Email Spam when you purchase a new domain name

This guy reminds me of: Email spam from Ravi S at

You know Ravi, real companies in Texas have REAL phone numbers and websites. Keep trying!!

Hi Potential Sucker,

Congratulations! We understand you have registered a new domain name -

My name is Adi and I would like to take the opportunity to introduce myself and our local small business.

I represent a Women-Minority owned small business Web Marketing company based in Texas. We can assist you with the following digital marketing services:

- Web Design (Static or Content Managed using
- Ecommerce Websites
- Mobile App/Website Designing
- Website Maintenance (starting $49.99/month)
- Web Hosting (packages start at $60 per
- SEO Packages (start at $99 per month)

May I suggest, we connect for a quick
introductory call to discuss your Digital Marketing needs. Kindly reply to this email with your phone number and I will promptly call you.

We look forward to speaking with you.

Adi Foster
SMB Digital Marketing Agency

You are not part of our marketing list. We are using a third party marketing service to share our marketing promotion with you.
If you do not wish to receive promotional emails, please opt-out here.

88 people that have visited this site have received this communication.
Have you ever received this communication through email or email forms?

Ignore it! Why you ask?

Unknown Company

The name of the company is not included in the email. Typically a reputable company will include their Name, Email Address, a working phone number, and a street address of their business.

Can you trust this company?

Have you ever heard of this company before? Do they have a WORKING phone number? Are they even real?

Can you trust the sender?

A good email system and a bit of searching would tell you that the ip address is from another domain and if you do a quick search on the reply to email address that this person or "SEO" company has been email spamming, forum spamming and more.

Is this company in America?

There's a good chance you are receiving this message in America, so the chances of you getting any money back from them is laughable. Unless you just want to throw your money into a hole, then leave them alone. Find a local SEO company that you can hold accountable if you are unsatisfied with the results.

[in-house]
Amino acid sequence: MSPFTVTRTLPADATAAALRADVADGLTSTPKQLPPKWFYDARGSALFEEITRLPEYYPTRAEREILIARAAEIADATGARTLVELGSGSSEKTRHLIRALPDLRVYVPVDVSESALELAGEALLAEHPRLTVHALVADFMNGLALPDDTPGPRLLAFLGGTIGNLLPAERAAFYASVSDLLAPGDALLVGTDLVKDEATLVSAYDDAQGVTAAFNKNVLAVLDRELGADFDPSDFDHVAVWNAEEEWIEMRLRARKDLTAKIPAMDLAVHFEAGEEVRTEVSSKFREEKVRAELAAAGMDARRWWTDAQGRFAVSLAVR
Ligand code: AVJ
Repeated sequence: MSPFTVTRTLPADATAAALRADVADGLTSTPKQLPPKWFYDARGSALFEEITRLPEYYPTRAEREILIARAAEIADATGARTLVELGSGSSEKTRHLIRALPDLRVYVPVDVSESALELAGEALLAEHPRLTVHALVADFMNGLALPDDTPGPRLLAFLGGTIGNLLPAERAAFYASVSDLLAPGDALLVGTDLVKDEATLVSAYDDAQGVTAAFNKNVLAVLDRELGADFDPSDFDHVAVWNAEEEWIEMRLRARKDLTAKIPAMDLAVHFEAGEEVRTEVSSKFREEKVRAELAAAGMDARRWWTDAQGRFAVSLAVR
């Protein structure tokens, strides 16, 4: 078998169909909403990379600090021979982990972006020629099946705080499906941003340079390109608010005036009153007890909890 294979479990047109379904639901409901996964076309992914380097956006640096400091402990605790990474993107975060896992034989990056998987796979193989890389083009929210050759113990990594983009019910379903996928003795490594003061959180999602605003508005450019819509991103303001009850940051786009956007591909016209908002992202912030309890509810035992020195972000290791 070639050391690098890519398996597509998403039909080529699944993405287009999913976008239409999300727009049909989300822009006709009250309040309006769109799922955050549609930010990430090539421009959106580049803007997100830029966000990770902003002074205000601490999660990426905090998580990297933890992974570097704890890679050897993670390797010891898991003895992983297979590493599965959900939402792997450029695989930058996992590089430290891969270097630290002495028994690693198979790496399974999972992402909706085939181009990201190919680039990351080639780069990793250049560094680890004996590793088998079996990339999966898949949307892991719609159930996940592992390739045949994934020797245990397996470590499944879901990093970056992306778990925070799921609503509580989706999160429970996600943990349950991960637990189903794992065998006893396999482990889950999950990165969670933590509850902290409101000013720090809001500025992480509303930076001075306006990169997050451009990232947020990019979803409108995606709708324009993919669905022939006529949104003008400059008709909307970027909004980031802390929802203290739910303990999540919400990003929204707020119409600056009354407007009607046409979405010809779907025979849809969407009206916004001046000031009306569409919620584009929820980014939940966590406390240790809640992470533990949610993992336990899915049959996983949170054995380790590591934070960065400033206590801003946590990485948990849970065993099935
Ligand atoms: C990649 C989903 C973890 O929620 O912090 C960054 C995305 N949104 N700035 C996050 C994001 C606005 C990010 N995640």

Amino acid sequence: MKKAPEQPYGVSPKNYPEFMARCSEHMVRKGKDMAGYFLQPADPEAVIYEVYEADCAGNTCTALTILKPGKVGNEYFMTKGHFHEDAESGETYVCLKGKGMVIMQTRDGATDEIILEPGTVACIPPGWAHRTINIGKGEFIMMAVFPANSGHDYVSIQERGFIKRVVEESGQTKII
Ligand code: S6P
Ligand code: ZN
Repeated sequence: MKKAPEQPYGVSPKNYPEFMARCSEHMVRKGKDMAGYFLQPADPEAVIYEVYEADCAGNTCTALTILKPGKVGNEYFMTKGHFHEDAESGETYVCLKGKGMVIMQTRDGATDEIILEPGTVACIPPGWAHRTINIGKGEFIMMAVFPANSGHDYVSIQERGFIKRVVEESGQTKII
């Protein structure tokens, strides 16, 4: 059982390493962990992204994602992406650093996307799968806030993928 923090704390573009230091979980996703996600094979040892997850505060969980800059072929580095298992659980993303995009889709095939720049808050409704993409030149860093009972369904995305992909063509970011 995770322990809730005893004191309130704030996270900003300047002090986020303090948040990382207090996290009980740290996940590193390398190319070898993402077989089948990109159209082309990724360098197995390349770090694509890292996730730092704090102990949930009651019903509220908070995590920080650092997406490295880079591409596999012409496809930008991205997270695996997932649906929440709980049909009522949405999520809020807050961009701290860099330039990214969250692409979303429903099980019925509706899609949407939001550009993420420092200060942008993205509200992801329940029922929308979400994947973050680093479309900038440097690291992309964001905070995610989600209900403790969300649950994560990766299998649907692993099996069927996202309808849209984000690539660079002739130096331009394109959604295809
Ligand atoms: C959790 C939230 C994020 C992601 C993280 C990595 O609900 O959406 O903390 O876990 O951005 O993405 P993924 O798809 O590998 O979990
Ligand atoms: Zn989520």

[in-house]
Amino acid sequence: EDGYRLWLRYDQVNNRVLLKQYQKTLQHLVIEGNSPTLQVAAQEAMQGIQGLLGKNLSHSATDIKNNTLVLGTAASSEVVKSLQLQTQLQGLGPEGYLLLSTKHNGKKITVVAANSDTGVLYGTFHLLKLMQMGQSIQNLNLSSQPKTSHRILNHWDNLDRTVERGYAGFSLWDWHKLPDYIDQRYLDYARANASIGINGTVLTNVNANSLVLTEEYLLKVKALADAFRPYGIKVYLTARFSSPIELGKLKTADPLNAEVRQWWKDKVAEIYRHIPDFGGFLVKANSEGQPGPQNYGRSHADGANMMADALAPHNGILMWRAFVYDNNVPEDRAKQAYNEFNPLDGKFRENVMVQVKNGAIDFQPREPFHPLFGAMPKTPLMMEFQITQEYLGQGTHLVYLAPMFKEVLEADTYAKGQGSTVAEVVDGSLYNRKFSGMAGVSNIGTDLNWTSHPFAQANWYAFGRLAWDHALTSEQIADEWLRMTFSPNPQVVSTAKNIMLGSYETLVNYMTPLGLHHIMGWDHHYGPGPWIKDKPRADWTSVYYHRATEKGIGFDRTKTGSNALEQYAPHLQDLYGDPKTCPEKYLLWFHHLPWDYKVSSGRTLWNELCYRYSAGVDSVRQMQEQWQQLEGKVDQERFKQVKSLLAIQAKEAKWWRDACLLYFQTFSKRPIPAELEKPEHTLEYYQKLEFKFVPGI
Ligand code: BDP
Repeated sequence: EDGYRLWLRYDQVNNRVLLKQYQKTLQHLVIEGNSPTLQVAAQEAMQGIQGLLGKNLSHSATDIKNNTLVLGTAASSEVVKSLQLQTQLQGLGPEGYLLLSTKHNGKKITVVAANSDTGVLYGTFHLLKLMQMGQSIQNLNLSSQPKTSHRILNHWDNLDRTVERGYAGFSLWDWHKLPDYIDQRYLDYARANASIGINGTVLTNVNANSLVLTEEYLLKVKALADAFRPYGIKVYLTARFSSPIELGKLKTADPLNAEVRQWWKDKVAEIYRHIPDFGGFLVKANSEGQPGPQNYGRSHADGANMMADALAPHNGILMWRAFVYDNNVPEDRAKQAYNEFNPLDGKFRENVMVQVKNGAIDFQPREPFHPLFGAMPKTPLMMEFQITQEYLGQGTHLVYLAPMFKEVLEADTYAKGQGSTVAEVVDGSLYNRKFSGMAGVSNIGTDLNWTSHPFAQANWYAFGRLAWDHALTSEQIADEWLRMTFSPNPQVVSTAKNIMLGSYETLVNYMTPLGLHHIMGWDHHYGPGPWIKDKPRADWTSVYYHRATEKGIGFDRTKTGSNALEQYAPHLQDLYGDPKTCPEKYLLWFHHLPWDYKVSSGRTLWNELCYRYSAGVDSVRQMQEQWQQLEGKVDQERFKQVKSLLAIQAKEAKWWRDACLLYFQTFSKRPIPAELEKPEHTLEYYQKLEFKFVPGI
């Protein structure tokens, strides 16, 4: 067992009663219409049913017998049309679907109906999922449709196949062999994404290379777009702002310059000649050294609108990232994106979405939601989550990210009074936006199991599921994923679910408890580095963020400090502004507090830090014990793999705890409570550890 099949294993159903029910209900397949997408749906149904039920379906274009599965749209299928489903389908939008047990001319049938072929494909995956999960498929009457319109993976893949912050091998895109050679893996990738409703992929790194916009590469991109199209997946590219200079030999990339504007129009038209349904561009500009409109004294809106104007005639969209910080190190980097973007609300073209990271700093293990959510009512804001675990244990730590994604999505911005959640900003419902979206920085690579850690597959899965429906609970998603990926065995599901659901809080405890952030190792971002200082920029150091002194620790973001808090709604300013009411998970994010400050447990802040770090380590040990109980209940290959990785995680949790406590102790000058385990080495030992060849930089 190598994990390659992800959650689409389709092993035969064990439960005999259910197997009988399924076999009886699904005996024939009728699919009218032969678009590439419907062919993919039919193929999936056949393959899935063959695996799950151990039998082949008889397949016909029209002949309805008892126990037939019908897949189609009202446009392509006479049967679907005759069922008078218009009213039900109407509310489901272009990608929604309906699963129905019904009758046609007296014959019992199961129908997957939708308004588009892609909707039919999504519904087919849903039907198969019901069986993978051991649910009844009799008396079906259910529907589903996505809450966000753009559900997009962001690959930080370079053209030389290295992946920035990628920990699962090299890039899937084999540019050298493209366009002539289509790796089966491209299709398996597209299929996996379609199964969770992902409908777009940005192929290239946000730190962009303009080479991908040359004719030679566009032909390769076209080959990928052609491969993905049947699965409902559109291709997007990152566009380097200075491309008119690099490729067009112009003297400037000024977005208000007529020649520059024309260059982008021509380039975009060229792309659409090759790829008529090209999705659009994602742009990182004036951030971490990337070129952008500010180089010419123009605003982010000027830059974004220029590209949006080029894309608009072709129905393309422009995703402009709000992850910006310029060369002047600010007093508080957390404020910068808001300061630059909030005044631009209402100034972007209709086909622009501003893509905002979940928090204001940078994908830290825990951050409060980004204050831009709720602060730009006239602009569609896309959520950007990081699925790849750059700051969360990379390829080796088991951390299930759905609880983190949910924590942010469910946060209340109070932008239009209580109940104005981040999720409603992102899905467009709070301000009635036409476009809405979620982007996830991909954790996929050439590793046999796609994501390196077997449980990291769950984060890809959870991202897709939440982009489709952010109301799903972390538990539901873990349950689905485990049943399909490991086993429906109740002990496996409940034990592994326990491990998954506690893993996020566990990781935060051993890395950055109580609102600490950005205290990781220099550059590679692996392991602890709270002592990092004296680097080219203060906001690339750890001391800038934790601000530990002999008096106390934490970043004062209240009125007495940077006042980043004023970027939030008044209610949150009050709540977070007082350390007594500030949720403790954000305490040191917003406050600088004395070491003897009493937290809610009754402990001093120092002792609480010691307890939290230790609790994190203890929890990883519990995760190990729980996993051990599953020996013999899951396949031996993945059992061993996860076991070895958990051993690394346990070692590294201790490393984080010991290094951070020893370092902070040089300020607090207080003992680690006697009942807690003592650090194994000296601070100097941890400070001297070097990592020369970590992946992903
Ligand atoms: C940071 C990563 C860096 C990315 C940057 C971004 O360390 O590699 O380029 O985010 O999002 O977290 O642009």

Even Google gets these spam emails

Web consultants or agencies that send you email out of the blue.

Google says:

Be wary of SEO firms and web consultants or agencies that send you email out of the blue.

Amazingly, we get these spam emails too:

I visited your website and noticed that you are not listed in most of the major search engines and directories..."

Reserve the same skepticism for unsolicited email about search engines as you do for "burn fat at night" diet pills or requests to help transfer funds from deposed dictators.

Poor Grammer

Excessively poor grammar is a dead giveaway to the reliability of what is supposed to be a reputable company.

Asks you to reply

Replying ANYTHING back is a bad idea because many times it lets the sender know you are a real person and that the email address they are spamming is valid.

Communication contains suspicious links

Links can hide a lot of information. Some links have query string attached to them that mask hidden data that may give a spammer some indication that your email address is valid.

Email address spammed from domain registrar

Your email address was likely gotten from a domain registrar 'whois' lookup.

Deceptive Subject

Subject line may read "Your order is complete" when the mail has nothing to do with an order. It is simply a mechanism to coax you open the email or attachment.

Ignore it! Ignore it!

Sometimes the spam is intended to hurt the reputation of a competitor. That's why it's best to simply ignore email spam altogether.

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